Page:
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Prebiotics: Nourishing the Friendly Bacteria in Your Gut

Yiwen Lu, MS, RD, CPT
August 26, 2023
December 8, 2023
5

From managing your weight to lowering your blood sugars and boosting your spirits, having a healthy digestive tract has been shown to help our general well-being in a myriad of ways. Have you ever wondered why some people are much more gassy than others? Do you sometimes have puzzling stomach pains or changes to bowel movements that come and go? Here we review some healthy food groups you can mix into your routine here to help you keep your gut balanced.

Probiotics vs Prebiotics? What about Synbiotics?

Probiotics exist in the human body, mostly making a cozy home in your stomach and intestines. Probiotics can also be manufactured from food.

Probiotics are living microorganisms that are good for your brain, body, and especially your digestive system and metabolism. 

Prebiotics is a class of fiber that exists in foods. The human body cannot digest prebiotics, but to some extent, your probiotic bacteria can. 

Probiotics can work on their own, but  they work more effectively with the addition of prebiotics. While Probiotics contain bacteria to help colonize the gut, prebiotics actually help feed the probiotics with all the special types of fiber they contain. Essentially, prebiotics act as fuel for probiotics. Using probiotics and prebiotics together is called microbiome therapy. 

Fermented vegetables are probiotics
Cultured dairy like yogurt and kefir are probiotics
Fiber from fresh vegetables, grains, and fruits are prebiotics

Foods or supplements that contain both probiotics and prebiotics are called synbiotics. Synbiotics are usually sold in the form of supplements. If you are interested in synbiotics supplements, make sure to talk to your healthcare provider about the recommended strains, dosage, and brands. However, synbiotics supplements are not very well studied. Eating natural foods that are rich in probiotics and prebiotics may be more beneficial to your health.

Where Can I Get My Fibrous Prebiotics?

Get prebiotics in fruits, vegetables, legumes and whole grains. Some examples of the different types of gut-helper (pre-, pro-, and synbiotics) include:

If you are reading food labels, fibers, or prebiotics, can come in many forms and have different names. Some chemical names for these natural fibers are:

  • Fructosaccharides or Oligosaccharides
  • Inulin or inulin fiber
  • Chicory fiber or chicory root
  • Psyllium fiber or husks
  • Oligofructose

Manufacturers also make prebiotics supplements. Like probiotics, however, the US FDA doesn't require supplements to be tested to make sure they work.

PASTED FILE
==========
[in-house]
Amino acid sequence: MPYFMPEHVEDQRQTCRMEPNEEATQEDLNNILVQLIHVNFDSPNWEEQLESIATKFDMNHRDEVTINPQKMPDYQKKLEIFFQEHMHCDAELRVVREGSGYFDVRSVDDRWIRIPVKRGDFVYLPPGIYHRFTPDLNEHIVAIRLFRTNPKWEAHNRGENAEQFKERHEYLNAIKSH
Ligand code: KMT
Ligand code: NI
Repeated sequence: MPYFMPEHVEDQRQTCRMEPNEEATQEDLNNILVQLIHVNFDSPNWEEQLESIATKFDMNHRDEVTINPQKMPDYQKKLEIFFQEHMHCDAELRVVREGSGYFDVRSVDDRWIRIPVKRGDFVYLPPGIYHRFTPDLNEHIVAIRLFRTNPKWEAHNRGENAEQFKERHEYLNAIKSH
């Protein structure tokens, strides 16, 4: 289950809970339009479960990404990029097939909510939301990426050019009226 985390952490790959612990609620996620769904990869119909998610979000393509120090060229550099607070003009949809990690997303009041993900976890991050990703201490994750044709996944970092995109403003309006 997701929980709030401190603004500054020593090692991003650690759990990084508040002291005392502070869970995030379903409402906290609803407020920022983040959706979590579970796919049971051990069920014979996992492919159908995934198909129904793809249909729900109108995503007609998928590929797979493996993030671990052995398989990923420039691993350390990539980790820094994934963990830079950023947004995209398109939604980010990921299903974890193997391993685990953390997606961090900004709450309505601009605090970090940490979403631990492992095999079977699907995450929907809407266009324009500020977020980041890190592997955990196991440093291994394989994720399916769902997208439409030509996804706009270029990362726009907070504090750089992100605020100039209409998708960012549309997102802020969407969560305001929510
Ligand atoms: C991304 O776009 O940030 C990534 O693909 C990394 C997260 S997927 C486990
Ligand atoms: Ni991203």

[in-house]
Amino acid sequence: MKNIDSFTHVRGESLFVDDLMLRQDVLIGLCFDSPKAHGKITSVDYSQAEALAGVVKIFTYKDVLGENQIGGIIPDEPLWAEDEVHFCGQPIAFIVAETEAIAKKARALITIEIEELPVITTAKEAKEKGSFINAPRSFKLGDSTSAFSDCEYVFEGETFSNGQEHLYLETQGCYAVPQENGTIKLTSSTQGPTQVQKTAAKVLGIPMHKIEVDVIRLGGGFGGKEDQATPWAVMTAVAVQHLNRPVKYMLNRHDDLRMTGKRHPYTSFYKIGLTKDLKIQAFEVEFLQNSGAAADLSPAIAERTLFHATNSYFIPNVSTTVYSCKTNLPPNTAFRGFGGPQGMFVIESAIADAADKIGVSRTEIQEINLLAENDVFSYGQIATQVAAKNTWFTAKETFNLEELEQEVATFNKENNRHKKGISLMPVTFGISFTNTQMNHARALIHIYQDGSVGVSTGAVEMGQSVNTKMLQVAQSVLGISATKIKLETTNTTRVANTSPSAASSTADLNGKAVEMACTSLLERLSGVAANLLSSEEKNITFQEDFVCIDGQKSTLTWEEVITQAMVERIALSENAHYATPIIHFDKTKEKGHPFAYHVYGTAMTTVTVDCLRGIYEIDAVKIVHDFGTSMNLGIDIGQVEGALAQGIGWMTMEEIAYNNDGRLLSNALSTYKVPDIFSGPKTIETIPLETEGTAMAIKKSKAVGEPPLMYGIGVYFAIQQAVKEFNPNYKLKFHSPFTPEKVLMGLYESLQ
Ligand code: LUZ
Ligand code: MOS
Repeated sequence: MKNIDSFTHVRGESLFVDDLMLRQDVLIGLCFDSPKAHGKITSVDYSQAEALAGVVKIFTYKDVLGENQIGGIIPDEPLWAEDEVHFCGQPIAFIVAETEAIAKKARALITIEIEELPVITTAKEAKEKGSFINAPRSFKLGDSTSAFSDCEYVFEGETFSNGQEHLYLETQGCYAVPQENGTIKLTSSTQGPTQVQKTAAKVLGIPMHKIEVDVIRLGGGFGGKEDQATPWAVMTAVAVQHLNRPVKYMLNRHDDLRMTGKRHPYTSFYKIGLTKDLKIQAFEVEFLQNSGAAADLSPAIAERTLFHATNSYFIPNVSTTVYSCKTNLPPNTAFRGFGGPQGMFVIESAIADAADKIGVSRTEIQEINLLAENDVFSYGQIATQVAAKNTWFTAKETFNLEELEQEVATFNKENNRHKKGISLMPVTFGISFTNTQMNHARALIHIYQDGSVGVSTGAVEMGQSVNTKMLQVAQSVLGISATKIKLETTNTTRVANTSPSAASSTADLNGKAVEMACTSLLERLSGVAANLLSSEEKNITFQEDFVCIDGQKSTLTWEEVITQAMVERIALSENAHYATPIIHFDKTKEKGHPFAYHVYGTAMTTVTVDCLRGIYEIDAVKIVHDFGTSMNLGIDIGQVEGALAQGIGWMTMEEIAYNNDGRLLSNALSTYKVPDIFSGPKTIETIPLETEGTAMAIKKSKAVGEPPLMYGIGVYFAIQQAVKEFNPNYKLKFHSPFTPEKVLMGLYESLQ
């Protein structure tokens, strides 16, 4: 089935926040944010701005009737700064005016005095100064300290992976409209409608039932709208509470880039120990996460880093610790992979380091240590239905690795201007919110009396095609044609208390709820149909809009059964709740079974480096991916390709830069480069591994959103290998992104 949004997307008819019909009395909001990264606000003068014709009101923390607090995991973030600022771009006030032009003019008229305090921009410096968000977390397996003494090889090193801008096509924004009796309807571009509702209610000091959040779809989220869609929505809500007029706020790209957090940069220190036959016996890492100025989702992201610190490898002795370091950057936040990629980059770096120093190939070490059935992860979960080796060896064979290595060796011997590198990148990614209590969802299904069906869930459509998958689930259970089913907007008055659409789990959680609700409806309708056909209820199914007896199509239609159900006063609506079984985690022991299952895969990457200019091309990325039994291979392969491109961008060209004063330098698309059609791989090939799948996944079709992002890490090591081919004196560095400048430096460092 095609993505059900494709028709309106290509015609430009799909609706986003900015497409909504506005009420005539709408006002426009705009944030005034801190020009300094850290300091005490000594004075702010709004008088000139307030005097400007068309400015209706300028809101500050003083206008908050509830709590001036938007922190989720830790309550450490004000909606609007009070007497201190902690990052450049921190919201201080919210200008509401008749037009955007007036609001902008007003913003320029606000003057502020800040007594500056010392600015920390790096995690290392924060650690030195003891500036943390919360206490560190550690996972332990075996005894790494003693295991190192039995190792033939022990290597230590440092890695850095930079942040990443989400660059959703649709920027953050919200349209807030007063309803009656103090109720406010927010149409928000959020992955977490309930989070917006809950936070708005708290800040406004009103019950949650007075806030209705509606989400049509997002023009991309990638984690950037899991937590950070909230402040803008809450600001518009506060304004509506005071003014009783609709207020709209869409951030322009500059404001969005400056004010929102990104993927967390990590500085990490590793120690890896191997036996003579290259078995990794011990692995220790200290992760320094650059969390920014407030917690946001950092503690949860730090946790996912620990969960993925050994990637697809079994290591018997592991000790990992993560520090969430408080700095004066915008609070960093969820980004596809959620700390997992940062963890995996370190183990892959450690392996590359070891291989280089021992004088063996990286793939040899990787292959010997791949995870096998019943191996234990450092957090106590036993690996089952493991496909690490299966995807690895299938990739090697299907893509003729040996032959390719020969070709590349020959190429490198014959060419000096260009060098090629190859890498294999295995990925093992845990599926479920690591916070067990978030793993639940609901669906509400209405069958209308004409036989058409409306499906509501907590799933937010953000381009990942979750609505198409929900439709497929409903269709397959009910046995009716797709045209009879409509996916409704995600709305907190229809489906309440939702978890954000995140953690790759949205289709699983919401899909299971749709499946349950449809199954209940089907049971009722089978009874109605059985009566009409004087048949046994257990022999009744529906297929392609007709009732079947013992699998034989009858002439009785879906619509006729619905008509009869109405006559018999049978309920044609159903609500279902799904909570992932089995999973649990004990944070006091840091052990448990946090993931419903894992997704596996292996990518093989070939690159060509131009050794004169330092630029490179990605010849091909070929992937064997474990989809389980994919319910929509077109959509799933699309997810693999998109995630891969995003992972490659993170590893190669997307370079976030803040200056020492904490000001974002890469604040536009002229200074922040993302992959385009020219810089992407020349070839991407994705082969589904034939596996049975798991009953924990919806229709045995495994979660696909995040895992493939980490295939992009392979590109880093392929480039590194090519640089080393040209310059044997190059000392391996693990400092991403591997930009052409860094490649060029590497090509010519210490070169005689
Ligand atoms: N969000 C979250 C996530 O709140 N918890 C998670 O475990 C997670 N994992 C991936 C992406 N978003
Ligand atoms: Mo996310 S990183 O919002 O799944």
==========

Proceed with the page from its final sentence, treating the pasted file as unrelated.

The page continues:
The U.S. Food and Drug Administration (FDA) only regulates the safety, but not efficacy of dietary supplements, as stated in the FDA website. This means that the FDA will approve it as long as it doesn’t make you sick. But whether it actually does what it claims to do is unknown.

In general, your healthcare provider will likely suggest you to get prebiotics from natural foods for better absorption and a cheaper price, but a small amount of fiber is contained in some supplements, like Metamucil, if the fresh foods are hard to come by in your area. 

How to Maximize Benefits from Prebiotics?

Go raw with prebiotic foods! Cooking can alter their chemical structure, so keep it fresh for a gut-friendly boost.

Try incorporating prebiotic foods in sushi or salad. If you must cook these high fiber foods, blanching or steaming them can allow more fiber retention compared to boiling or sautéeing.

Putting it all Together 

Some researchers suggest that probiotics might not make it all the way through the intestinal tract to reach the gut. Imagine probiotics as a person who is not very good at swimming and prebiotics as a flotation device. With the aid of prebiotics, probiotics can arrive at the final destination (your gut) safely. 

Here’s an example of three meals each containing a pre and probiotic for optimum gut health.

  • Breakfast: plain natural yogurt with fresh berries, a slightly green banana, and a tablespoon each of oats and chia seeds
  • Lunch: veggie burger with sauerkraut on a sprouted wheat bun
  • Dinner: Broccoli beef, bell pepper & kimchi stir fry, steamed brown rice


So go ahead and create your own synbiotic therapy by adding more natural probiotics and prebiotics foods in your diet! Vegetables are abundant in probiotics and prebiotics. Check out this article if you want to know more about ways to add more vegetables to your diet.

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